February 2018 was another unprecedented month for legislation driven by a tragic ‘focusing event’. But, other legislation that demands attention also warrants some discussion. The mass shooting in Parkland, Florida spurred Legislatures to file bills that take numerous approaches to school safety. Some bills create mechanisms for school teachers and employees to carry concealed weapons. February 2018 was another unprecedented month for legislation driven by a tragic ‘focusing event’. But, other legislation that demands attention also warrants some discussion.
The mass shooting in Parkland, Florida spurred Legislatures to file bills that take numerous approaches to school safety. Some bills create mechanisms for school teachers and employees to carry concealed weapons. Others create commissions to study and report school security needs to local officials that will be publicly available. But, very few provide funding for electronic security and physical security measures.
The few exceptions that were filed or moved in February include WA SB 6620/HB 3004, which provide grants for schools to implement emergency response systems using evolving technology and RI HB 7850, which would require video monitoring systems, electronic admittance systems, in-school security guards and 10% of all funds allocated for schools be dedicated for school security needs.
The False Alarm Reduction Association (FARA) took a disturbing position on Maryland Legislation, during a committee hearing on February 20th regarding HB 1117. The bill was originally filed to fine alarm company contractors who request dispatch to end-user locations that do not have current registrations in local jurisdictions that require registration.
There was some negotiation on the bill to require some accountability on local authorities having jurisdiction (AHJ) to notify alarm contractors when registrations would be expiring and a consensus was reached. As an added consideration on the bill, ADT representatives requested language, like current law in California, Texas and Florida, that prohibits AHJ’s from fining alarm contractors for false alarms unless it is determined the alarm contractor is at fault.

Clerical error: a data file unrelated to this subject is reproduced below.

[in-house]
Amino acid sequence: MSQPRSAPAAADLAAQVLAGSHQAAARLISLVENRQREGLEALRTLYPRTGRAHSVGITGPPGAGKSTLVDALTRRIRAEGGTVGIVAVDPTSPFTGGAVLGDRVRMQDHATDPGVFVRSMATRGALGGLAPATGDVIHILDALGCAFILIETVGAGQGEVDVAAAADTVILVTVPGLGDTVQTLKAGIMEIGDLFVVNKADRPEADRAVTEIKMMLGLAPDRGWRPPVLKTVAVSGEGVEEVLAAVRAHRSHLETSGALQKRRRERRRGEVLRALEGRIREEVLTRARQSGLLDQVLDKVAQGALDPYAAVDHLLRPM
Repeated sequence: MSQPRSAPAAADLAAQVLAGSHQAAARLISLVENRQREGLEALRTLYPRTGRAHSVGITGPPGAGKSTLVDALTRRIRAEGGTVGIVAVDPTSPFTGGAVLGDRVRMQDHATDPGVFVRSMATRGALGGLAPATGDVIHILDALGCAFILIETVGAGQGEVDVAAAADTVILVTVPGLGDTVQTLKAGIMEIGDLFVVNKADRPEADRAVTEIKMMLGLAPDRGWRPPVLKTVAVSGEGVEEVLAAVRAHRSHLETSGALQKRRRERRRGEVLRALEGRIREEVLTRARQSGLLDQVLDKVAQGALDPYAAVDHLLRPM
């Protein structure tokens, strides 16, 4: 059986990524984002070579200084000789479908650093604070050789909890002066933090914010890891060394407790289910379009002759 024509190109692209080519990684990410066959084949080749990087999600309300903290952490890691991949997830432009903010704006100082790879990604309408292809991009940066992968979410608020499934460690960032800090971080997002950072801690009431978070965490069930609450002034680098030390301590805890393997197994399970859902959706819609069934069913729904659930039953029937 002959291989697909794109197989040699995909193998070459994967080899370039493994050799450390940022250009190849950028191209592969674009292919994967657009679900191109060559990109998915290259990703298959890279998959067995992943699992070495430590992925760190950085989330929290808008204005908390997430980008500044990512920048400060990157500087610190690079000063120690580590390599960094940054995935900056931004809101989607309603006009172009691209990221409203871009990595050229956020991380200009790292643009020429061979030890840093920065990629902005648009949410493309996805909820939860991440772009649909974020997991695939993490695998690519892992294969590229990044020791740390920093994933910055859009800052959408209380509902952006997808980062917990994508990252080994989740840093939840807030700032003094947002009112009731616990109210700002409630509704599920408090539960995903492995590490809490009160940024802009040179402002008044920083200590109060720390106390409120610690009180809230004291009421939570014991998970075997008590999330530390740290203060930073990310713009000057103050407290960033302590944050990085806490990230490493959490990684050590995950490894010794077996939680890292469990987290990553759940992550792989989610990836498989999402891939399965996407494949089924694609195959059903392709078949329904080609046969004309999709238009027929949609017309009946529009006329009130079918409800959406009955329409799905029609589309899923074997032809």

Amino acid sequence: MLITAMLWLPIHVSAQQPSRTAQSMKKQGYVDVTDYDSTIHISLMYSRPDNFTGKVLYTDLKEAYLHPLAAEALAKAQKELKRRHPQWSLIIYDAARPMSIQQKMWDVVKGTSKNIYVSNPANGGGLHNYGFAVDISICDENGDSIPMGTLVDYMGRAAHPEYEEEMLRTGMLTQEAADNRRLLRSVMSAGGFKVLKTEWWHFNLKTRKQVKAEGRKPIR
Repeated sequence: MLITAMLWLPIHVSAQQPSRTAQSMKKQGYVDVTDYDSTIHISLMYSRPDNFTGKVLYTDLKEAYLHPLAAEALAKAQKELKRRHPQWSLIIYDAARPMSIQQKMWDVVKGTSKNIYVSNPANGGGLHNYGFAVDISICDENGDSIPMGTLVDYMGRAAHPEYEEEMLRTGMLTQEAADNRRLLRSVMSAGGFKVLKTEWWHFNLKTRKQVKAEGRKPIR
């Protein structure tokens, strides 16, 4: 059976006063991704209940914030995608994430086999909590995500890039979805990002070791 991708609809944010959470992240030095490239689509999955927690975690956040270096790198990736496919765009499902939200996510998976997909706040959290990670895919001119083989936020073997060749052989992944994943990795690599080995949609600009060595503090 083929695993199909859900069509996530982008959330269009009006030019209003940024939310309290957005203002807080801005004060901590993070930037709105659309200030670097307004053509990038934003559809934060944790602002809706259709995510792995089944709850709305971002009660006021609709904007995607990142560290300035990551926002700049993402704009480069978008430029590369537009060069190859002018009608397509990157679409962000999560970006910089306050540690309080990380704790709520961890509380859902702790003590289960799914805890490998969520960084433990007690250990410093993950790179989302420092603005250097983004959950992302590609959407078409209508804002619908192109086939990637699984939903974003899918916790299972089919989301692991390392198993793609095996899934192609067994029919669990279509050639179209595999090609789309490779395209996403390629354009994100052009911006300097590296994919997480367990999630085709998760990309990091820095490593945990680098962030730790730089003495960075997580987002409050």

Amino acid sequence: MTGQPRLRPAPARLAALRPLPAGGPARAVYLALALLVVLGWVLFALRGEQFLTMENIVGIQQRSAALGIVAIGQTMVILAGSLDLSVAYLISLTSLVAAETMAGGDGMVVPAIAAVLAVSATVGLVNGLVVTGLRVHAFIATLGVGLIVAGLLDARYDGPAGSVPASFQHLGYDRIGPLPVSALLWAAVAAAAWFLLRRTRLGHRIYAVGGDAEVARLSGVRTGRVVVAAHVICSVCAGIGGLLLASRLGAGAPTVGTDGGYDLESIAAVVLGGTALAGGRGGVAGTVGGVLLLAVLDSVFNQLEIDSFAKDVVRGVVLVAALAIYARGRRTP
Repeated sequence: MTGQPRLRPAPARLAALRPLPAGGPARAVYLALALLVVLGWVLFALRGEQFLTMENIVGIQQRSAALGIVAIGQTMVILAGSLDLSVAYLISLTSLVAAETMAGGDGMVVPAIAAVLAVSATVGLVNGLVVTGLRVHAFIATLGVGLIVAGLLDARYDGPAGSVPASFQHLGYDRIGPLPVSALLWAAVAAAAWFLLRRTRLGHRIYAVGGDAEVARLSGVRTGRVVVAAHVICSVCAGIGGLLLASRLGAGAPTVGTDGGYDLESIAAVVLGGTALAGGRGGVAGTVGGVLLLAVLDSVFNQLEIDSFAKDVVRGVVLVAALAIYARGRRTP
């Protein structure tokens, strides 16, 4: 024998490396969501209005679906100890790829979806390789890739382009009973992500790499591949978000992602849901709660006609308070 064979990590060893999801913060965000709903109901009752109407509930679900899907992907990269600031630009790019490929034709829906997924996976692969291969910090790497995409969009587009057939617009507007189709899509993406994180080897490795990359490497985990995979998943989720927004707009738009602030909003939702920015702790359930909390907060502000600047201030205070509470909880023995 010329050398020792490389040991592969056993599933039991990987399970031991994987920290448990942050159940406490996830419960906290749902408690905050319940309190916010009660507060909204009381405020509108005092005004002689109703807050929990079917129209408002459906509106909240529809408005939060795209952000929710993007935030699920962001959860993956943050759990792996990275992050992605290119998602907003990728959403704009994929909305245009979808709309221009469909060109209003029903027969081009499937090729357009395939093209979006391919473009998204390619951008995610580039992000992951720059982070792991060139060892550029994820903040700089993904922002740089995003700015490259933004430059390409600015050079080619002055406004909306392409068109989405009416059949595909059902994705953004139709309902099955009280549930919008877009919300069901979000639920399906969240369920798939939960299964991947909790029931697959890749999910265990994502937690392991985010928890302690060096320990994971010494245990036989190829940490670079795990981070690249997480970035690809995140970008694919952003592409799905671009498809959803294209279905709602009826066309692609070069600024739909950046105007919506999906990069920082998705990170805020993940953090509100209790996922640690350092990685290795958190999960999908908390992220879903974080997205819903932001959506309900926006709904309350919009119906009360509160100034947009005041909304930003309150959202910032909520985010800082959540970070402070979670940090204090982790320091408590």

However, in committee testimony on the bill, the executive director of FARA, who is also the executive director of the Maryland Burglar and Fire Alarm Association (MdBFAA), testified against the amendment that ADT submitted. Other representatives from FARA and MdBFAA also testified against the amendment.
It is difficult to understand organizations that purport to represent alarm contractors (MdBFAA) and reducing false alarms (FARA) testifying against a bill that requires due process before alarm companies are fined for false alarms. But, that is what happened. Testimony from FARA and MdBFAA representatives was in concert with the comments of AHJs who argued that it is not the practice of AHJs to fine alarm companies – but they don’t want a state law that prohibits them from doing so.
The Security Industry Alarm Coalition (SIAC) is in the midst of a federal lawsuit with Sandy Springs, Georgia over the procedural due process being denied alarm contractors with regard to false alarms. Due process is fundamental to any law or regulation and it is essential to the survival of this industry that procedural due process be protected when it comes to false alarm fines.
Why FARA and MdBFAA took this position may go to the composition of their membership, sponsorships or other factors, but for the purposes of discussion, it is important that stakeholders who support either of these organizations know that both organizations were unequivocally opposed to a state law that mandates procedural due process for alarm contractors before being fined for false alarms.
This Executive Summary is excerpted from the March 2018 issue of the Government Insider Newsletter. This newsletter is an ESA member benefit. ESA Members can access the Government Insider Blog for more.